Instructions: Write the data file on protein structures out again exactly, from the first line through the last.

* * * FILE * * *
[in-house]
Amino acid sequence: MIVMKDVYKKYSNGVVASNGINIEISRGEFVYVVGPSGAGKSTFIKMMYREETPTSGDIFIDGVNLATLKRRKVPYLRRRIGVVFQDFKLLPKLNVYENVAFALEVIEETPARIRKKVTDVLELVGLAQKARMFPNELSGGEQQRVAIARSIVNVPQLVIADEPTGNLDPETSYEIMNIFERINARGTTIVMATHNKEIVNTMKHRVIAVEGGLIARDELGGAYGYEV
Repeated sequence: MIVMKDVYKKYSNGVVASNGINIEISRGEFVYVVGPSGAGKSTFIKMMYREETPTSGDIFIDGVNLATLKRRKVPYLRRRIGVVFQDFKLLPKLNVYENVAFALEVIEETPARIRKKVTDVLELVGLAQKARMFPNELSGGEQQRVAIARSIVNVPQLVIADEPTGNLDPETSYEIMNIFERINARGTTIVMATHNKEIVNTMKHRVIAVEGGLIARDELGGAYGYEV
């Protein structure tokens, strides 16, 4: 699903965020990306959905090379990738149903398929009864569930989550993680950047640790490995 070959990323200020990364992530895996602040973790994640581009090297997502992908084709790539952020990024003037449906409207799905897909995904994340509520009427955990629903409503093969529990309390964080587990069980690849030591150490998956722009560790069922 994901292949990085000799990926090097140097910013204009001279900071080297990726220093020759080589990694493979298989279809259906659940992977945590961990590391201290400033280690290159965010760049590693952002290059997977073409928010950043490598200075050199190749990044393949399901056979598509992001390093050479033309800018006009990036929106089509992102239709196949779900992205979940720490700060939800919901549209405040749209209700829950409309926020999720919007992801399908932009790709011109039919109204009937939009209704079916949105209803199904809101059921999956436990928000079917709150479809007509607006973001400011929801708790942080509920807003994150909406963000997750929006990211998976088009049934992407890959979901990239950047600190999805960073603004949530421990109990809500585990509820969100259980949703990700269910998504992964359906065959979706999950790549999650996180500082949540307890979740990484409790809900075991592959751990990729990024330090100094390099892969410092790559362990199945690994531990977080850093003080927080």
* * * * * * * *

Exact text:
[in-house]
Amino acid sequence: MIVMKDVYKKYSNGVVASNGINIEISRGEFVYVVGPSGAGKSTFIKMMYREETPTSGDIFIDGVNLATLKRRKVPYLRRRIGVVFQDFKLLPKLNVYENVAFALEVIEETPARIRKKVTDVLELVGLAQKARMFPNELSGGEQQRVAIARSIVNVPQLVIADEPTGNLDPETSYEIMNIFERINARGTTIVMATHNKEIVNTMKHRVIAVEGGLIARDELGGAYGYEV
Repeated sequence: MIVMKDVYKKYSNGVVASNGINIEISRGEFVYVVGPSGAGKSTFIKMMYREETPTSGDIFIDGVNLATLKRRKVPYLRRRIGVVFQDFKLLPKLNVYENVAFALEVIEETPARIRKKVTDVLELVGLAQKARMFPNELSGGEQQRVAIARSIVNVPQLVIADEPTGNLDPETSYEIMNIFERINARGTTIVMATHNKEIVNTMKHRVIAVEGGLIARDELGGAYGYEV
């Protein structure tokens, strides 16, 4: 699903965020990306959905090379990738149903398929009864569930989550993680950047640790490995 070959990323200020990364992530895996602040973790994640581009090297997502992908084709790539952020990024003037449906409207799905897909995904994340509520009427955990629903409503093969529990309390964080587990069980690849030591150490998956722009560790069922 994901292949990085000799990926090097140097910013204009001279900071080297990726220093020759080589990694493979298989279809259906659940992977945590961990590391201290400033280690290159965010760049590693952002290059997977073409928010950043490598200075050199190749990044393949399901056979598509992001390093050479033309800018006009990036929106089509992102239709196949779900992205979940720490700060939800919901549209405040749209209700829950409309926020999720919007992801399908932009790709011109039919109204009937939009209704079916949105209803199904809101059921999956436990928000079917709150479809007509607006973001400011929801708790942080509920807003994150909406963000997750929006990211998976088009049934992407890959979901990239950047600190999805960073603004949530421990109990809500585990509820969100259980949703990700269910998504992964359906065959979706999950790549999650996180500082949540307890979740990484409790809900075991592959751990990729990024330090100094390099892969410092790559362990199945690994531990977080850093003080927080």